Everyone wanted telehealth. But like this?


The fundamental utility of universal telehealth has been unquestionable for some time.

Overseas, in some HMOs and in some well set up Scandinavian countries, primary care providers will do up to 65% of all their work via telehealth, such is its efficiency and effectiveness.

Get sick at a conference in Florida, do a call with your GP in Boston, and pick up your meds at a pharmacist around the corner following your call. Don’t spend time in traffic or getting home from work early to wait 40 minutes in your GP practice for a repeat on Lipitor. Manage your older chronic health care patients more effectively in between the need for face-to-face assessments. Free up GP time for more important consultations. Create much more efficiencies for the GP and the patient. And so on.

Telehealth had to arrive in some more substantive form at some point.

But in the last two weeks, we’ve seen telehealth items go from 84 mostly obscure and rarely used MBS items, to 363 items, all used in everyday primary care. And we’ve done it without any training or education for those using it – doctors and patients – and without any meaningful and functional infrastructure in place for GPs.

But the federal government, which has resisted telehealth for a decade because it thought it was too open to exploitation and abuse, and would blow out the MBS in a way that made after hours services look like a picnic, had no choice, given the circumstances.

There was no other way to manage a situation where doctors’ lives were in danger and patients were being sent home and told to stay home as a result of the COVID-19 pandemic.

But the unintended consequences so far seriously threaten the foundations of general practice, and potentially might lead us back up the curve we have worked so hard to flatten. That could happen if general practice starts to rapidly degrade and we lose our frontline triage and testing, exposing the hospital system to far greater numbers of panicked patients.

Part of the problem is that so far the federal government hasn’t caught up with what it has done. It is praising healthcare professionals for risking their lives, booking them free accommodation in hotels, and doing all they can to assist, including opening up general practice to telehealth. But it has yet to grasp that general practice is breaking down rapidly with a business model change that they were completely unprepared for.

In a survey in our sister publication, The Medical Republic, 54% of general practices reported that their revenues had dropped by 30% or more. Some are reporting catastrophic revenue drops of over 80%.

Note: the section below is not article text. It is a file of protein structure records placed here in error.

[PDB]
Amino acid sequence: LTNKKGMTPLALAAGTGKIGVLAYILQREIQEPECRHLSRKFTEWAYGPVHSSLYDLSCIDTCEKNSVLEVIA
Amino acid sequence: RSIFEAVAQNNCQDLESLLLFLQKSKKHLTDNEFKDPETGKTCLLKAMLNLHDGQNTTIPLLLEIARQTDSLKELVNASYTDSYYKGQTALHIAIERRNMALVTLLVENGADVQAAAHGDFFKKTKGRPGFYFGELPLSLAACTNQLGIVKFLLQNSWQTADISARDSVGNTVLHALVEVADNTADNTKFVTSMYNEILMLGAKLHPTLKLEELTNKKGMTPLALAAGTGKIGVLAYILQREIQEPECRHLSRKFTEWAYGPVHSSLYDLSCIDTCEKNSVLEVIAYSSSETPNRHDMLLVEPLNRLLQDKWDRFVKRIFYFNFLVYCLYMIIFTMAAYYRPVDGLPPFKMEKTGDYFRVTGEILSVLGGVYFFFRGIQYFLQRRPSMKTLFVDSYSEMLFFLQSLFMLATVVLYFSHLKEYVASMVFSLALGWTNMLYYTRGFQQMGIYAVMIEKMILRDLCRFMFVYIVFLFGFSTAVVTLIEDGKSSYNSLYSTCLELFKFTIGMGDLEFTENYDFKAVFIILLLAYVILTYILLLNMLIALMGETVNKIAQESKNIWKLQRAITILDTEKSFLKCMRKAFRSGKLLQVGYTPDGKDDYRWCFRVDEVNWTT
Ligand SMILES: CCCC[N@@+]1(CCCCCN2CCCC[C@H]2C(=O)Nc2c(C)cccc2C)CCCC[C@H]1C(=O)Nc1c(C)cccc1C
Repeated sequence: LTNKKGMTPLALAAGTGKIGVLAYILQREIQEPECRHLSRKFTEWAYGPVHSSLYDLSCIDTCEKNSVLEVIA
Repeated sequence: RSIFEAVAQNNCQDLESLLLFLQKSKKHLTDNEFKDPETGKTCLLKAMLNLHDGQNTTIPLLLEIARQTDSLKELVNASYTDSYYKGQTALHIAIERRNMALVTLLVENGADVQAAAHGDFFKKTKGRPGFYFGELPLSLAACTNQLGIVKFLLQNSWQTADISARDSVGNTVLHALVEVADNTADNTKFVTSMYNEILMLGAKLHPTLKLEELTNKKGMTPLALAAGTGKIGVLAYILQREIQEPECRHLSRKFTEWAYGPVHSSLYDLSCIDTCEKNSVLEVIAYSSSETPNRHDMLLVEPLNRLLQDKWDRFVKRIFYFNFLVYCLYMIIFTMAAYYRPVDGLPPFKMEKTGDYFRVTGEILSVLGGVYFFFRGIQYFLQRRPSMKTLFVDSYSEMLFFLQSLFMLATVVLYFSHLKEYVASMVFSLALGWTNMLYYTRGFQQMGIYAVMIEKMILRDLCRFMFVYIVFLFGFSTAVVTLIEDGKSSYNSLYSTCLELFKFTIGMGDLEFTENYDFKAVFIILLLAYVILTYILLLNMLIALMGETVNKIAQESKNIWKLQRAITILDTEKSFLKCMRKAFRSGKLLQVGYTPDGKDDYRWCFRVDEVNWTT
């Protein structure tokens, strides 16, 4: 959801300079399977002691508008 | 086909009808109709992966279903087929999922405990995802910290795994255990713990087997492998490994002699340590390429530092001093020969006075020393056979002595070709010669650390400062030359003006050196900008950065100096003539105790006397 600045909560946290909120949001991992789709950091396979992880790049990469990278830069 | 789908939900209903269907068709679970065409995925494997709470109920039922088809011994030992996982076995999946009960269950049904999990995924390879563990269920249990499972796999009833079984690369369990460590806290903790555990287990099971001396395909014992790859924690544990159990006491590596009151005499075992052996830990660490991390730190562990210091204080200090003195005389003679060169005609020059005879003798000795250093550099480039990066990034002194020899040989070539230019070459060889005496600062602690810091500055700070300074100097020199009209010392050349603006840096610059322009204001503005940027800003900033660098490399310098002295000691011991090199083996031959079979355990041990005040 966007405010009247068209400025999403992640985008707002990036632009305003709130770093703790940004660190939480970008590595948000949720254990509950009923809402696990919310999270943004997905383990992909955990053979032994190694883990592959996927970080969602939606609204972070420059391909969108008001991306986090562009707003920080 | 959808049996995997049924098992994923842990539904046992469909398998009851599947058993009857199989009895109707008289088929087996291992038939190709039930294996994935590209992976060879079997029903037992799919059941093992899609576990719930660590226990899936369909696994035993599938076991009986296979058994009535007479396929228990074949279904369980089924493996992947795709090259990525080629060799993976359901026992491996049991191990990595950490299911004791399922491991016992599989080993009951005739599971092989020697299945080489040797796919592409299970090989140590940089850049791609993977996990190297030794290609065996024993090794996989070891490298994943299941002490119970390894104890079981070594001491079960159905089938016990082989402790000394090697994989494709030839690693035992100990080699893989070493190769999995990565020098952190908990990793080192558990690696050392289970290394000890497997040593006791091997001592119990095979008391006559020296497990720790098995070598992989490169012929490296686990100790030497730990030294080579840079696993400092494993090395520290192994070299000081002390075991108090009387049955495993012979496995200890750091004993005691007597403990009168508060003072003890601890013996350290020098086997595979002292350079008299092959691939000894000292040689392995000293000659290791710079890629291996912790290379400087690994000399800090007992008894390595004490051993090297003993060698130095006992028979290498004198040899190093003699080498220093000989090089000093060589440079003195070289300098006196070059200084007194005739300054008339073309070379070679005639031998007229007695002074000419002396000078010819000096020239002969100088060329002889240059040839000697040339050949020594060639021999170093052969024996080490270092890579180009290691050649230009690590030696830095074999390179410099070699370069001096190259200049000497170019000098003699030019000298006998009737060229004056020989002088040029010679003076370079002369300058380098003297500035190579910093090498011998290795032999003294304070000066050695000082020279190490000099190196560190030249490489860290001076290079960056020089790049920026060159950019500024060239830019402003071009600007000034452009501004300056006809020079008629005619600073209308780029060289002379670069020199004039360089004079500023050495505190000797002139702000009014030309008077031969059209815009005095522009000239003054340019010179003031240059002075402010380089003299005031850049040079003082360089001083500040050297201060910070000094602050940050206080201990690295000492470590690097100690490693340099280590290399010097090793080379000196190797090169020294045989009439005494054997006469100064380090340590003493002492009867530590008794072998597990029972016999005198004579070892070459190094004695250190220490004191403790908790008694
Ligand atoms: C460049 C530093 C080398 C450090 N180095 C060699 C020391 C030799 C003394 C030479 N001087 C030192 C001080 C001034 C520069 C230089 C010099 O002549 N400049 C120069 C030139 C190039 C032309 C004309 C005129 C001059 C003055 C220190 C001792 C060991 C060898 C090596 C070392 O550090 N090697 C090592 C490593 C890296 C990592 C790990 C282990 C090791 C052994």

In the meantime, a frenzy has begun among a throng of tech vendors who are either already in the telehealth market, or, who were on the edges and now see the opportunity to expand their services. While nearly all of these vendors are just reacting in an normal commercial manner, and most are well-respected groups, the confusion is palpable. GPs, already panicked by their revenue trajectory, and the idea that they are risking their lives to coming to work each day, are being thrust into a technology world of which they have no understanding, and little ability to assess their needs properly.

The situation is snowballing. Some practices are already agreeing to acquire software which is ultimately not fit for purpose and will likely lead to more cost and less efficiency in the short and long term. Most don’t understand that virtually no software for telehealth is currently fit for purpose, particularly in respect to automated payments, and that they need time and advice.

Ask any GP and most practice managers to tell you the difference between telehealth offerings of HotDoc, HealthEngine, Medinet, Coviou, Instant Consult, GP2U and Docs On Demand and and most will not know where to start. Ask them where Medipass payments might fit in and they probably don’t even know what Medipass does.

This isn’t a function of ignorance. It’s a function of telehealth being thrust onto GPs as the  most important business model during COVID-19 within one week. They simply have no idea.

The likely easiest short-term path for most GPs is to stick with their existing patient management system and booking engines.

HealthEngine and HotDoc, which cover more than 80% of patients and GP practices through integration to Best Practice and MedicalDirector, have both responded extremely rapidly by developing first screening modules for patients for COVID-19 and then in this last week, contiguous, in-system telehealth offerings.

HotDoc is apparently also hard at work on the issue of making payments talk seamlessly to the existing patient management systems. But one issue with this is doctors who are no longer working on site. For this they need a cloud-based solution. Both major patient management systems have hyrbrid cloud-like solutions for offsite access to their systems currently, and MedicalDirector has a cloud product in Helix, but Helix has virtually no market share.

Both major patient management systems are integrated with HotDoc and HealthEngine. Best Practice has telehealth integrations also via MyHealth1st, AutoMed and HealthSite.

MedicalDirector announced this week that it has a ‘fully integrated’ in-system telehealth offering for its clients coming in the near future. In a media release yesterday, the company: “We will be progressively rolling this out to all customers over the coming days, with our cloud solution, Helix, customers being first to? benefit from this experience. The same capability delivered through our investment in the cloud will also be integrated into our desktop solution?, MedicalDirector?Clinical shortly after”.